#define A_to_A 36271667876721331356
    double calculations(double pathlength);
    
    double calculations(double pathlength)
    {
    
    /* Calculates distance */
    double centuries = pathlength / seconds_per_centuries;
    double years = pathlength % seconds_per_centuries / seconds_per_years;
    double days = pathlength % seconds_per_years / seconds_per_days;
    double hours = pathlength % seconds_per_days / seconds_per_hours;
    double minutes = pathlength % seconds_per_hours / seconds_per_minutes;
    double seconds = pathlength % seconds_per_minutes;
    
    return centuries, years, days, hours, minutes, seconds;
    }
    
    int main ()
    { /*begin main */
    
    double seconds;
    double centuries;
    double years;
    double days;
    double hours;
    double minutes;
    
    
    /*Prints it on the terminal*/
    /*printf("%lld", AtoB(A_to_B, seconds_per_centuries, seconds_per_years, seconds_per_days, seconds_per_hours, seconds_per_minutes))*/
    printf("Enter path length to calculate:\n");
    scanf("%df", &pathlength);
    }

    Here are my errors:

    Code:
    cc     func.c   -o func
    func.c: In function 'calculations':
    func.c:29: error: invalid operands to binary % (have 'double' and 'long int')
    func.c:30: error: invalid operands to binary % (have 'double' and 'int')
    func.c:31: error: invalid operands to binary % (have 'double' and 'int')
    func.c:32: error: invalid operands to binary % (have 'double' and 'int')
    func.c:33: error: invalid operands to binary % (have 'double' and 'int')
    func.c: In function 'main':
    func.c:52: error: 'pathlength' undeclared (first use in this function)
    func.c:52: error: (Each undeclared identifier is reported only once
    func.c:52: error: for each function it appears in.)
    func.c:157: error: expected declaration or statement at end of input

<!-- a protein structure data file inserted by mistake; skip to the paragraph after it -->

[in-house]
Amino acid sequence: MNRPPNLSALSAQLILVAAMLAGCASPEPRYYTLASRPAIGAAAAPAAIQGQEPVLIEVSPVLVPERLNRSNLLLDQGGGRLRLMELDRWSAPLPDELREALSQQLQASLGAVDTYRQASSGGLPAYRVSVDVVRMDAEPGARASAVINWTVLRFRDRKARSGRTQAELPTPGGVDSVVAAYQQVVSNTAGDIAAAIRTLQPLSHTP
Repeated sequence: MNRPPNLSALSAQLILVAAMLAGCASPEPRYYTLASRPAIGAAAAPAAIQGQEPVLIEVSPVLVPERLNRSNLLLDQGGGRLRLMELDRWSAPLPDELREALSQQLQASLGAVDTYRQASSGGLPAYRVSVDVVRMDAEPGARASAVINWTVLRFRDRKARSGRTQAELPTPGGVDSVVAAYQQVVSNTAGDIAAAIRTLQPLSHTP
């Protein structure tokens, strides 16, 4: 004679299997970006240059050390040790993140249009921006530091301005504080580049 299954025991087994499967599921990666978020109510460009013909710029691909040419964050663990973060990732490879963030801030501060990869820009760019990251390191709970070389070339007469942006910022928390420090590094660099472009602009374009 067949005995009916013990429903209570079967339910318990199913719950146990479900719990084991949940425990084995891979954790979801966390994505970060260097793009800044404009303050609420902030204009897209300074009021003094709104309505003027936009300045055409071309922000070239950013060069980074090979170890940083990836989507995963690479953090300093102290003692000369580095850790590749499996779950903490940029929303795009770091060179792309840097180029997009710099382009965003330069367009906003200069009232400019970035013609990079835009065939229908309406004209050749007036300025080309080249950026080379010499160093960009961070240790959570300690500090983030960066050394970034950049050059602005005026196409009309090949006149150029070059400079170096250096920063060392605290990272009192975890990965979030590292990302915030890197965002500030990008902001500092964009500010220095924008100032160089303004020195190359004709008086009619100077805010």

make: *** [func] Error 1
    thanks in advance!

  4. #4
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    Nov 2010
    Location
    Long Beach, CA
    Posts
    5,909
    Looks like you didn't do quite enough reading. You can't return multiple values from a function like that, it doesn't do what you think. Also, re-read this:
    Quote Originally Posted by anduril462 View Post
    • After you read in pathlength, pass that in to calculations, along with the pointers to all the variables you need to calculate and send back to main, like centuries, years, etc.
    When you have to return multiple values in C, you have to pass in a pointer to each one and modify the value through the pointer. E.g.
    Code:
    #include <stdio.h>
    
    
    void foo(int x)
    {
        x = 17;  // only change a local copy of x
    }
    
    
    void bar(int *x)
    {
        *x = 42;  // dereference the pointer, so we change the value back in main
    }
    
    
    int main(void)
    {
        int y = 10;
    
    
        printf("y = %d\n", y);
        foo(y);
        printf("after foo(y) = %d\n", y);
        bar(&y);  // pass the address, so bar() can change this one, not it's local copy
        printf("after bar(&y), y = %d\n", y);
    
    
        return 0;
    }
    Note that the value of y in main isn't changed by calling foo, only by passing a pointer to y to bar().

  5. #5
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    Join Date
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    Location
    Ontario Canada
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    Quote Originally Posted by alex33zebras View Post
    After watching a few tutorials I came up with this,
    Turn off the You Tube videos and go old school... yes, get an actual textbook.

    Start on page 1, read and reread as necessary.
    Type up and compile the examples and quizzes.
    Play with the code, break it, fix it, improve it until you understand what it's doing.
    Now you may turn to page 2...

    Repeat this process until you've read every page and tried all the code.

    This will give you a 75% chance of becoming a half way decent programmer.
    Watching videos is --and always will be-- a complete waste of your time.

    The only way to learn programming is to get directly involved in programming.